| Print Story | E-Mail Story | Font Size

Transcendent Accessories

Jewelry from Studio Suzan is forged from remnants of the creator's painful past

Cindy Yamanaka

Suzan Zahedi’s art definitely imitates life – in this case, her own. When Zahedi was 3, her mother committed suicide and she endured years of abuse by her stepmother. She managed to overcome this difficult childhood and build a successful career in marketing. However, 20 years of workaholism and pent-up emotional pain eventually led her to the brink of hopelessness. In the midst of this despair, the self-described “Jewish-born atheist” became a Christian and began to experience a renewed sense of faith and, ultimately, purpose: to share her story of hope, healing and transformation through something she first learned from her father when she was a teenager: making jewelry.
Her Studio Suzan creations, which have garnered a devoted local following since debuting nearly 20 years ago at A’maree’s in Newport Beach, are imbued with a worn, almost scarred, look. It’s a visual metaphor for emotional remnants Zahedi, 58, carries from her past. And just as metal is forged and reformed through fire, Zahedi’s jewelry tells the story of her own growth through trials and tribulations. “I really like seeing the metal transform from plain wire or sheet to a rough design, and then watching the polishing process bring about such beauty,” she says.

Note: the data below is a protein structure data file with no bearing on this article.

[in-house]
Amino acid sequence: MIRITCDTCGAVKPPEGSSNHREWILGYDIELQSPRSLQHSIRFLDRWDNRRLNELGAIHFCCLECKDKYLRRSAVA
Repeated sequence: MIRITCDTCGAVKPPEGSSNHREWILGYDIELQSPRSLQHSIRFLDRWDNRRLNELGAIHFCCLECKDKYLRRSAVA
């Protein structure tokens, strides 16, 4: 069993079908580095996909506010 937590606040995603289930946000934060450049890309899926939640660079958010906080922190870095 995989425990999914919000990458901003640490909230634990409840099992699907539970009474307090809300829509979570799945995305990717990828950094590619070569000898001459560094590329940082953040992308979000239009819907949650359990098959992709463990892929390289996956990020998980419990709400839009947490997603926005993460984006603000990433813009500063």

THE INSPIRATION Zahedi draws inspiration from the personal and the aesthetic. The former is shaped by her experiences as a woman and a mother (she has teenage twins), as well as her faith. “Much of my inspiration comes from a personal viewpoint of empathy with the pain that a lot of people are suffering in life – women especially,” she says. Zahedi also immerses herself in inspiring materials: objects from nature, sculptures, fabrics, books, papers and quotes. “I love to be around all the different textures and artifacts,” she says.

THE PROCESS Zahedi describes herself as a “discovery artist,” meaning she does not create detailed plans in advance. Rather, she lets colors, textures and shapes organically evolve into a new collection. Sketches and prototypes start to emerge, as do written and photographic components of a collection. “Designs flow easily, I can see in my mind if they will work, lay right, feel right,” she says. “It’s the editing that is a challenge for me, so I ask for help.” Finally, it’s a matter of pricing and sourcing materials, which often influences the final designs. “This is where as an artist you have to have resolve and patience,” she says. “I have learned to lean on my faith and press forward, and work through the frustration of business meeting art.”

SPECIAL DELIVERIES Zahedi has enjoyed the opportunity to work with survivors of cancer and various personal traumas to create “Life Story” necklaces. “I listen to their story and I create the story using silver and gold, pearls, and other natural treasures,” she says. “These pieces are beautiful to wear like a badge of courage for women and serve as a way to tell their story and encourage others.” Zahedi has also done her own encouraging by mentoring young women from Orangewood Children’s Foundation, as well as collaborating with numerous local charities ranging from the John Wayne Cancer Foundation to CHOC.

TRADE SECRETS The processes and raw materials used mean that crafting a single piece is time-consuming. Intricate components are handcrafted; nothing is cast from a mold. Old coins must be carefully cleaned. Ancient beads need to be restored and matched. It’s this labor by Zahedi and her small staff that makes each piece unique and powerful. “I want women to wear jewelry that starts conversation so life stories can be told,” she says. “That jewelry… can then be passed down from generation to generation.”

949.646.6009 :: studiosuzan.com

See archived 'Style' stories »

What is this?

Save & Share this Article